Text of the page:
A brief outline:
- Four divisions, seven teams
- DH for all
- Bye-bye to both of Florida's teams
- Each team plays each other once in three game sets; one at home and the other on the road
- Four division winners are guaranteed playoff spots. Wild cards are questionable
This is probably why Buck Showalter is no longer managing a major league baseball team. This is the most batsh*t crazy idea since -- maybe ever.
He abolishes the two leagues while implementing the designated hitter for all. I'll get to the DH in a moment, but these division races are somewhat of a joke.
This idea feeds into the idea of more ESPN slurping of the Red Sox-Yankees rivalry as it sends the Cubs and Cardinals into separate divisions. Why? There's no explanation. Had he done it for the Yanks & Sawks, there would have been an addendum with a full explanation.
Seriously, if Showalter had the idea of breaking up the Red Sox and Yankees cross his mind, he would have likely been fired on the spot and escorted away by bulky men in black suits and banished from baseball like his name was Pete Rose. There would be mob rule outside of the studios in Bristol, Conn., and my hope is that Chris Berman is used as a sacrificial lamb to appease the angered masses.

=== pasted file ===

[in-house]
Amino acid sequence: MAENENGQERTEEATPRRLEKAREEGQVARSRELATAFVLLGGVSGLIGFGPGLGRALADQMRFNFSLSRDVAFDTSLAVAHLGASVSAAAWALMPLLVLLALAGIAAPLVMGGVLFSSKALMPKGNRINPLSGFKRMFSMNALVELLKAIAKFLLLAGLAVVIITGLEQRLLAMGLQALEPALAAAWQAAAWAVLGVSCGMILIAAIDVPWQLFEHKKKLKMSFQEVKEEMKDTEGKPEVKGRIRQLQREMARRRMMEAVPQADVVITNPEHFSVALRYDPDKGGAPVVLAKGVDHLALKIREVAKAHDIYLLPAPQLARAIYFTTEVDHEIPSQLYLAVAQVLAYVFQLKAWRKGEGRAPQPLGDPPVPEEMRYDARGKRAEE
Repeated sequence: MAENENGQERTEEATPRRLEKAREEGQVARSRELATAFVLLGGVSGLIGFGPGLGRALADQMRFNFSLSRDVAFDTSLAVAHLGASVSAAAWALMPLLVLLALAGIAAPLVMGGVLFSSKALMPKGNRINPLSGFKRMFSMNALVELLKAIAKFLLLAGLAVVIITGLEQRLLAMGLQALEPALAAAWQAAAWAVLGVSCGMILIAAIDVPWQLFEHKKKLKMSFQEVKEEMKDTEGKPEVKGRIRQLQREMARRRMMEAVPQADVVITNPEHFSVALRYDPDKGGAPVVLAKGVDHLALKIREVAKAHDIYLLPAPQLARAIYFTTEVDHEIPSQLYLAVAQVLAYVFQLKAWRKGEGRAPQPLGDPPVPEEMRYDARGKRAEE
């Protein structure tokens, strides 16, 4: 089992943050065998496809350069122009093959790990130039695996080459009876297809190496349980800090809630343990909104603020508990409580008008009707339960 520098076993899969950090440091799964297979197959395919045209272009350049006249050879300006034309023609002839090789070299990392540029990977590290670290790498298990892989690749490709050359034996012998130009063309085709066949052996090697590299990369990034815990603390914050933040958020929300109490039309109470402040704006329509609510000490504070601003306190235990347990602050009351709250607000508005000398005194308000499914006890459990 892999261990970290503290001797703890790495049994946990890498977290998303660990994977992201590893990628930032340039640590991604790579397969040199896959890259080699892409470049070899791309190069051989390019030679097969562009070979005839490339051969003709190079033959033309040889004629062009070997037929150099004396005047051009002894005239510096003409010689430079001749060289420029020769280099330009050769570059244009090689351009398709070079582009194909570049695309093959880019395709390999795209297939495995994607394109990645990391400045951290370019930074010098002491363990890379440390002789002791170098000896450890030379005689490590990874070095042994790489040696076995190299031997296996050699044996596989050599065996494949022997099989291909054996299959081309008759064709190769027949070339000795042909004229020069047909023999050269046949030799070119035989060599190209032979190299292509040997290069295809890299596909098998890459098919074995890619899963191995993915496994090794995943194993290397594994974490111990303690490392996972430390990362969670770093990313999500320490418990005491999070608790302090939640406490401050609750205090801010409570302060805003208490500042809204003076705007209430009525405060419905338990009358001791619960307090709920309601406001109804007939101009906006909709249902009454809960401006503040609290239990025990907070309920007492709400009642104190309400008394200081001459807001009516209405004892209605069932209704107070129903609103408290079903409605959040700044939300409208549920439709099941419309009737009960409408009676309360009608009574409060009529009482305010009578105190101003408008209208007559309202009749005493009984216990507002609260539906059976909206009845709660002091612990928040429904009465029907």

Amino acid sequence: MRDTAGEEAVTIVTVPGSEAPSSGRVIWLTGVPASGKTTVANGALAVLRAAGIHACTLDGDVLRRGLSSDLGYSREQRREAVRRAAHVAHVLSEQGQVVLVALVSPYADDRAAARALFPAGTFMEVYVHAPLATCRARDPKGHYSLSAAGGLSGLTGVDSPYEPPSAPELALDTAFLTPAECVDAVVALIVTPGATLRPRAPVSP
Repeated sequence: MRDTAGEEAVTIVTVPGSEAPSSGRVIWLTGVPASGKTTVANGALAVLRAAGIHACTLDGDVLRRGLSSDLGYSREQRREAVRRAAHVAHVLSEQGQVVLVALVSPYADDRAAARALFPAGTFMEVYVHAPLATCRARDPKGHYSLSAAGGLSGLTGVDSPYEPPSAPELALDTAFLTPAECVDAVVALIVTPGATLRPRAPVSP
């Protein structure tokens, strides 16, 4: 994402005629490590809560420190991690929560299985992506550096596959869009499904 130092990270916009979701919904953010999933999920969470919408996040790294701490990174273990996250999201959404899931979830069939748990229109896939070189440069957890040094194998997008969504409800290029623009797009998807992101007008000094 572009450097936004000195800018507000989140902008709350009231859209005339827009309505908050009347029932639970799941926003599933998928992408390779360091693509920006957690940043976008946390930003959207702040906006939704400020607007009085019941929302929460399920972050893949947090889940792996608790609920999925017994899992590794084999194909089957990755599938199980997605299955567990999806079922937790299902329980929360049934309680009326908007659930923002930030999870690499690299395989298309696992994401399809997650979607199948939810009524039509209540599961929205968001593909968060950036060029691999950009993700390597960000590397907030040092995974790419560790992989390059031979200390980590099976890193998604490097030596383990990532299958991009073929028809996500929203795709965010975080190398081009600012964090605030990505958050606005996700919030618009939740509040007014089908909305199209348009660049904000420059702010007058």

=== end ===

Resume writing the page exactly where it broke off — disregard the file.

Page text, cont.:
As for the DH, my feelings have been made clear for quite some time: Anyone who likes the designated hitter is foolish. These are the same people who complain about players unable to perform the game's fundamentals. Guess what, part of those fundamentals that you learn starting in Little League are hitting and bunting.
I've said it once, I'll say it again: "Having someone hit for the pitcher is like having someone take Shaq's free throws for him."
I agree that 18 times for some of these division rivals is way too much. But seeing some of the best rivalries in baseball only six times in a year is a drastic cut for no damn reason.
Among baseball's biggest problems, realignment should be the least of Bud Selig's concerns. And while a NFL-like realignment seems like a really intriguing idea in principal, Showalter leaves out a very important aspect of the game.
The NBA has two conferences. So does the NFL. If baseball has no conferences, how do we select two finalists?
H/T: MLB Daily Dish